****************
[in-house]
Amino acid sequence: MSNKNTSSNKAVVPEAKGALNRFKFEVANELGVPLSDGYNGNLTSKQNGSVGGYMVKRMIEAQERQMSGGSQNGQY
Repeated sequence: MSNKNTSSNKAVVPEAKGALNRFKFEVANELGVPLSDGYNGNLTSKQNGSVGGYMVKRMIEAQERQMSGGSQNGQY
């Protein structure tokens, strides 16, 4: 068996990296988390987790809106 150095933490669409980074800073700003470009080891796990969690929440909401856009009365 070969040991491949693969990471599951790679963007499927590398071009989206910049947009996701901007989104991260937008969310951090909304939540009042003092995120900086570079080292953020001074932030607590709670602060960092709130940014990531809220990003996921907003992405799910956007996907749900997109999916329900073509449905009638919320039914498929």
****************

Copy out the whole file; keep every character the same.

[in-house]
Amino acid sequence: MSNKNTSSNKAVVPEAKGALNRFKFEVANELGVPLSDGYNGNLTSKQNGSVGGYMVKRMIEAQERQMSGGSQNGQY
Repeated sequence: MSNKNTSSNKAVVPEAKGALNRFKFEVANELGVPLSDGYNGNLTSKQNGSVGGYMVKRMIEAQERQMSGGSQNGQY
């Protein structure tokens, strides 16, 4: 068996990296988390987790809106 150095933490669409980074800073700003470009080891796990969690929440909401856009009365 070969040991491949693969990471599951790679963007499927590398071009989206910049947009996701901007989104991260937008969310951090909304939540009042003092995120900086570079080292953020001074932030607590709670602060960092709130940014990531809220990003996921907003992405799910956007996907749900997109999916329900073509449905009638919320039914498929």